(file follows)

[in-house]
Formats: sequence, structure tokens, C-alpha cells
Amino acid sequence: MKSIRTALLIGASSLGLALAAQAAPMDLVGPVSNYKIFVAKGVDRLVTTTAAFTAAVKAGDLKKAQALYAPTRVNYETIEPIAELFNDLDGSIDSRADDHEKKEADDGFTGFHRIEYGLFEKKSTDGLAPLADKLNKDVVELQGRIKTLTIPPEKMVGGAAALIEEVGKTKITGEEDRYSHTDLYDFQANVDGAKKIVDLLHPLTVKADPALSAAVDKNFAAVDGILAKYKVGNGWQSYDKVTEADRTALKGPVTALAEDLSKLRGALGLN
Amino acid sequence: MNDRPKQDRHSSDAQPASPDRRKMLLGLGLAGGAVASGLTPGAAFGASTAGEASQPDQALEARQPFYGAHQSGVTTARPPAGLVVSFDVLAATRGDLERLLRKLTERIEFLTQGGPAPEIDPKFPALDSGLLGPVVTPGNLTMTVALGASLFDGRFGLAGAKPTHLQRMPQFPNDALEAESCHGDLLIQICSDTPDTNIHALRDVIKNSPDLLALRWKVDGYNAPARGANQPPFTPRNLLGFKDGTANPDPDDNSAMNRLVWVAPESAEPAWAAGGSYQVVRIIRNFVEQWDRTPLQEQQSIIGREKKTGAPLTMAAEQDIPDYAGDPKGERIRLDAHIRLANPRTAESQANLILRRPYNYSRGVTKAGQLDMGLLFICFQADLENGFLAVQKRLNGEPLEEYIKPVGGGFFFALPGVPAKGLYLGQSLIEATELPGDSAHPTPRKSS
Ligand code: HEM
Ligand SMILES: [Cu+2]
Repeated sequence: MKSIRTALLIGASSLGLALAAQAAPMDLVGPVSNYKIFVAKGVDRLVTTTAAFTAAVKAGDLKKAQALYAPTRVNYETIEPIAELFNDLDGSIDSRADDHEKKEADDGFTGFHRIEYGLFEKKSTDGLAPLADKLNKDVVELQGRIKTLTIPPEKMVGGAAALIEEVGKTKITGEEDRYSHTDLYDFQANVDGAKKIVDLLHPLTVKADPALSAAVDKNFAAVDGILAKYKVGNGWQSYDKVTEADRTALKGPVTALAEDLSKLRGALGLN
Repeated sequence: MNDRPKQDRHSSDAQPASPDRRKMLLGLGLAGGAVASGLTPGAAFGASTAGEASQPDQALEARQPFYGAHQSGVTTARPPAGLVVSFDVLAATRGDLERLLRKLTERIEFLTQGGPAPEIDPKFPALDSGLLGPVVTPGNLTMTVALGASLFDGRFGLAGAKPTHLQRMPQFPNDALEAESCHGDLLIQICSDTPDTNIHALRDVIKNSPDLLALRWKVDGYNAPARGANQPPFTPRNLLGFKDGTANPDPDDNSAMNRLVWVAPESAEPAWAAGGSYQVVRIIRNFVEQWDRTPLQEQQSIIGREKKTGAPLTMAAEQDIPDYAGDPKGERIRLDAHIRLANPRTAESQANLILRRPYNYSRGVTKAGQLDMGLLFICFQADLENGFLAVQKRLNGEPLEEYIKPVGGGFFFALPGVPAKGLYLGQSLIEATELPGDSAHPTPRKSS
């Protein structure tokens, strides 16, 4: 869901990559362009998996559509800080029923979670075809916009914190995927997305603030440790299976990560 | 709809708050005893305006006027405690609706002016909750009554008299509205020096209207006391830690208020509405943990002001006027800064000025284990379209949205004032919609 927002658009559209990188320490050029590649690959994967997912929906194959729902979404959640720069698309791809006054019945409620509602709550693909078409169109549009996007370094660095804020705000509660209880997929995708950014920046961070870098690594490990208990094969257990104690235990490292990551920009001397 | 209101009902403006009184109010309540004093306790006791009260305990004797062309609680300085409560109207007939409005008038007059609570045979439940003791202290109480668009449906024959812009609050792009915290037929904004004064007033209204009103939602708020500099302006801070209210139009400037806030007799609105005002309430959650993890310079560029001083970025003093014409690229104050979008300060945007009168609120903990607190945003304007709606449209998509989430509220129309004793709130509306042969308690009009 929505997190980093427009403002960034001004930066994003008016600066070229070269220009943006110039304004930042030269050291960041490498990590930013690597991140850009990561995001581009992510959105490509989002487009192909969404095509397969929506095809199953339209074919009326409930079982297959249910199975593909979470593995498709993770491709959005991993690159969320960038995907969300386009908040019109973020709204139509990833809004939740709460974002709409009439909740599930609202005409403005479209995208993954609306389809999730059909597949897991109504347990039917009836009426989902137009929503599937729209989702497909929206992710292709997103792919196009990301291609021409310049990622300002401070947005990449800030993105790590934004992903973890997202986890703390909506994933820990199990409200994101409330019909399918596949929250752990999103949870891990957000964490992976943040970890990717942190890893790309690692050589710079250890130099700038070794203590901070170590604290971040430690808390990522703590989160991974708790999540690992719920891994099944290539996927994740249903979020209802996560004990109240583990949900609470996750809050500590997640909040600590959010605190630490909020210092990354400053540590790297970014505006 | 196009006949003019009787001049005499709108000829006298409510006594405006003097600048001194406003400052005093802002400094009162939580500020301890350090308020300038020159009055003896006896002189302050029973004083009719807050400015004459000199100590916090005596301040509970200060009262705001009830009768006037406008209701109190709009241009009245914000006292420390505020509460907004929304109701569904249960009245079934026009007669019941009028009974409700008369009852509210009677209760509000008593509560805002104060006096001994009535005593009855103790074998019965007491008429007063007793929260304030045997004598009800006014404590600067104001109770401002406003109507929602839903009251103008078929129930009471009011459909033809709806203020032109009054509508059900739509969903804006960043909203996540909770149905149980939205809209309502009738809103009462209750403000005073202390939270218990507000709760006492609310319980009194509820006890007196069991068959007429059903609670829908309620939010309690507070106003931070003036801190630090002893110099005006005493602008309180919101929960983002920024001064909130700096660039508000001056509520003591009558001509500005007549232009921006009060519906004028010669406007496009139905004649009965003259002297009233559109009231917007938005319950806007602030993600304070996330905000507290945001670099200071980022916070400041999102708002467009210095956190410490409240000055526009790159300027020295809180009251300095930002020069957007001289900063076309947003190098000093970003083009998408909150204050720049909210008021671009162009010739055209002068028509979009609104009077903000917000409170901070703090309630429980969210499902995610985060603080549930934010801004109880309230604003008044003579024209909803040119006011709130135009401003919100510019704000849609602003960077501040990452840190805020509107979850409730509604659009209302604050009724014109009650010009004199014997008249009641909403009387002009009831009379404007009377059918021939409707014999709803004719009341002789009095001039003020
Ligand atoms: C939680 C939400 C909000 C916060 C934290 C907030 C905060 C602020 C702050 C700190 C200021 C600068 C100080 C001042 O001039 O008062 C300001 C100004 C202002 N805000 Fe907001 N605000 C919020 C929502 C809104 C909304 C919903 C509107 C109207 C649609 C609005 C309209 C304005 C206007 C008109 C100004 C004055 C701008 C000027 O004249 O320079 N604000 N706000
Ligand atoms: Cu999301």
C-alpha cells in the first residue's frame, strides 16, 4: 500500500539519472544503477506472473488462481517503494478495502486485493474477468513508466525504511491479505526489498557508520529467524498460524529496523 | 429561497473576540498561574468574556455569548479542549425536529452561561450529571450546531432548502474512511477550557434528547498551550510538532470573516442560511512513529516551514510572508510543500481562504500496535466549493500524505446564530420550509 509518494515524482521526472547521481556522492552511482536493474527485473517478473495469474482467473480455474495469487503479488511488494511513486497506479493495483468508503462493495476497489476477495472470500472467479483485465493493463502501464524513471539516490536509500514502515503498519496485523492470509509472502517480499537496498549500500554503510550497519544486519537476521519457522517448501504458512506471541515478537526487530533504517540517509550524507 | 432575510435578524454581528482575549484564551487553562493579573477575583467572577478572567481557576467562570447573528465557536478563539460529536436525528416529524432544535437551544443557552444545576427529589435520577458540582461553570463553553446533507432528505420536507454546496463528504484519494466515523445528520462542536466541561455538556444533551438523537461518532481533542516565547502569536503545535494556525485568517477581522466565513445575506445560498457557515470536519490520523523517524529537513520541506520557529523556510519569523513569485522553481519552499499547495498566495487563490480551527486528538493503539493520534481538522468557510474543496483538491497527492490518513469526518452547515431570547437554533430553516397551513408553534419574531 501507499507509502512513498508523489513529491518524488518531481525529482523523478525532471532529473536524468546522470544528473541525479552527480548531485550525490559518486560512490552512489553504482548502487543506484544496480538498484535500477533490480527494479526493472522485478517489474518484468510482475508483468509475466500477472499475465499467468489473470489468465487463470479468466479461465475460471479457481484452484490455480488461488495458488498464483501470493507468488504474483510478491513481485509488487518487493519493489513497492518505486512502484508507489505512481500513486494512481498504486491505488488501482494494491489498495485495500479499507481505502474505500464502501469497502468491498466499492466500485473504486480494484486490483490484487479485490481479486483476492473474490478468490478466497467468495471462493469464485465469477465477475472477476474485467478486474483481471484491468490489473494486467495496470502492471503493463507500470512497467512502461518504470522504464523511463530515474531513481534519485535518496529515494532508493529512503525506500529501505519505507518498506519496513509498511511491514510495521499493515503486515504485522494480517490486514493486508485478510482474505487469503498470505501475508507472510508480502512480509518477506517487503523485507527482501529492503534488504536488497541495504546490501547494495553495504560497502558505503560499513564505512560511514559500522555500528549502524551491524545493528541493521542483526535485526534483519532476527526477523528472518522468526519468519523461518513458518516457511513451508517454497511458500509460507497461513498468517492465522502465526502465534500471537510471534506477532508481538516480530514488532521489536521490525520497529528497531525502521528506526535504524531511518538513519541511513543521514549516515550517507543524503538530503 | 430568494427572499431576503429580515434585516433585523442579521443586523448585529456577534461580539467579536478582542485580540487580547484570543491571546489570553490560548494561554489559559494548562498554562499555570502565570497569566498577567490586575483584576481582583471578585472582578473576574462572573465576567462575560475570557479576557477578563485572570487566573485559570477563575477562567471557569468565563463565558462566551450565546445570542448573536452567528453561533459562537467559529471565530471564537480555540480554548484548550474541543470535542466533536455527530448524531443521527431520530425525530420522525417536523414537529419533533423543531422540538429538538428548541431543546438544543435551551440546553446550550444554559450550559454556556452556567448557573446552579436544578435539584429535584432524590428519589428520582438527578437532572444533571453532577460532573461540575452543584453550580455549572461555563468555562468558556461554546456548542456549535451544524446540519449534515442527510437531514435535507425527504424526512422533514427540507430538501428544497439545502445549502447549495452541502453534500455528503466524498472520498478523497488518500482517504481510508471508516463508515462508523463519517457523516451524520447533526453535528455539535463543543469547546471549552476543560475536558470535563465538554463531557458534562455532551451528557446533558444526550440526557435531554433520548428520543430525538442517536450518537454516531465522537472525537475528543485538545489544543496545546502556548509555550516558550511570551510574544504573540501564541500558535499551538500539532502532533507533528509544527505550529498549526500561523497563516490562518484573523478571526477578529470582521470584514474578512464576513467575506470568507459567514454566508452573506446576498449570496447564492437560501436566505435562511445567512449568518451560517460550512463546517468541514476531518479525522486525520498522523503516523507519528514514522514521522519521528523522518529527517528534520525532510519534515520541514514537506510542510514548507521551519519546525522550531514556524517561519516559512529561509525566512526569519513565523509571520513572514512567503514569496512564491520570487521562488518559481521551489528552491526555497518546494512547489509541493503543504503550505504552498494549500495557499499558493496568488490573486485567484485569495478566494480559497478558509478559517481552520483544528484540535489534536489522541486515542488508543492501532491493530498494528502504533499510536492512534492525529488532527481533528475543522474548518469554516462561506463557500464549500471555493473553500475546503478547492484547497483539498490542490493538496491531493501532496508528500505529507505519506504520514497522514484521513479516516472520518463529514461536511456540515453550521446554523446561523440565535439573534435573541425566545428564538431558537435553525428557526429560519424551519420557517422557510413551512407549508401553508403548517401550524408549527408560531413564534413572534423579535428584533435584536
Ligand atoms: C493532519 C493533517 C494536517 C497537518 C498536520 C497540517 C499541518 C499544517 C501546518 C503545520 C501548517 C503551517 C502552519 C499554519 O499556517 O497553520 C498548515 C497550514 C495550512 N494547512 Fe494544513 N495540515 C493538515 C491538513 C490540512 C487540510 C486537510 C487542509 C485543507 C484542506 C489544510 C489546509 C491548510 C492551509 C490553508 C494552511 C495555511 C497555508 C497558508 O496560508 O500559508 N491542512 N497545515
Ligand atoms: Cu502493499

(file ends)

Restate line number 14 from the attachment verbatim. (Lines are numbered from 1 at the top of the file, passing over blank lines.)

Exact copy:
Ligand atoms: Cu502493499